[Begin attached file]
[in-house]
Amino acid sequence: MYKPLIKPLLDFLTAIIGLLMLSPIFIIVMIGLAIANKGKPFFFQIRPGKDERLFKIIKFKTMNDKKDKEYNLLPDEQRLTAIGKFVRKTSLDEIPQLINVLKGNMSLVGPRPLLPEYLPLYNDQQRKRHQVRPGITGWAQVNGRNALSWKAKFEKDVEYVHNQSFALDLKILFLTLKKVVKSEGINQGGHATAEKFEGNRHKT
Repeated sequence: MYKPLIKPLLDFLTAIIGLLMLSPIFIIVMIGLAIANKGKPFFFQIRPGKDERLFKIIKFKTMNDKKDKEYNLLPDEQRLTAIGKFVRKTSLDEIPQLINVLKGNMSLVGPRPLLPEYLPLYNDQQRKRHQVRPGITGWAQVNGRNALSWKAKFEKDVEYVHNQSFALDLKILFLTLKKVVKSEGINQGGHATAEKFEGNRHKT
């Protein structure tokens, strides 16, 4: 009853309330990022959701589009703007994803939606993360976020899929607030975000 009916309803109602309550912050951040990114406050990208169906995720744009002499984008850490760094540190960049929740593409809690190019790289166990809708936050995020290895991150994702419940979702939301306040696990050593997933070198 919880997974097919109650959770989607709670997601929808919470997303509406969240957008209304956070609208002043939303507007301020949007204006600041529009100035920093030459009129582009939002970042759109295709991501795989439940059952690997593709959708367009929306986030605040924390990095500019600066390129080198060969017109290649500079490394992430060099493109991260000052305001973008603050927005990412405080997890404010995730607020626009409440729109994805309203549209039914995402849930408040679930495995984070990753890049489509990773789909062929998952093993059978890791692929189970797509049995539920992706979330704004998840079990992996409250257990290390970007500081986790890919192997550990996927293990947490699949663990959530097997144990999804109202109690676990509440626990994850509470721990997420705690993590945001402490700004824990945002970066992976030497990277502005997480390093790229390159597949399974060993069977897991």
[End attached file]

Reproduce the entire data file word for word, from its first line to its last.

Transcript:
[in-house]
Amino acid sequence: MYKPLIKPLLDFLTAIIGLLMLSPIFIIVMIGLAIANKGKPFFFQIRPGKDERLFKIIKFKTMNDKKDKEYNLLPDEQRLTAIGKFVRKTSLDEIPQLINVLKGNMSLVGPRPLLPEYLPLYNDQQRKRHQVRPGITGWAQVNGRNALSWKAKFEKDVEYVHNQSFALDLKILFLTLKKVVKSEGINQGGHATAEKFEGNRHKT
Repeated sequence: MYKPLIKPLLDFLTAIIGLLMLSPIFIIVMIGLAIANKGKPFFFQIRPGKDERLFKIIKFKTMNDKKDKEYNLLPDEQRLTAIGKFVRKTSLDEIPQLINVLKGNMSLVGPRPLLPEYLPLYNDQQRKRHQVRPGITGWAQVNGRNALSWKAKFEKDVEYVHNQSFALDLKILFLTLKKVVKSEGINQGGHATAEKFEGNRHKT
């Protein structure tokens, strides 16, 4: 009853309330990022959701589009703007994803939606993360976020899929607030975000 009916309803109602309550912050951040990114406050990208169906995720744009002499984008850490760094540190960049929740593409809690190019790289166990809708936050995020290895991150994702419940979702939301306040696990050593997933070198 919880997974097919109650959770989607709670997601929808919470997303509406969240957008209304956070609208002043939303507007301020949007204006600041529009100035920093030459009129582009939002970042759109295709991501795989439940059952690997593709959708367009929306986030605040924390990095500019600066390129080198060969017109290649500079490394992430060099493109991260000052305001973008603050927005990412405080997890404010995730607020626009409440729109994805309203549209039914995402849930408040679930495995984070990753890049489509990773789909062929998952093993059978890791692929189970797509049995539920992706979330704004998840079990992996409250257990290390970007500081986790890919192997550990996927293990947490699949663990959530097997144990999804109202109690676990509440626990994850509470721990997420705690993590945001402490700004824990945002970066992976030497990277502005997480390093790229390159597949399974060993069977897991």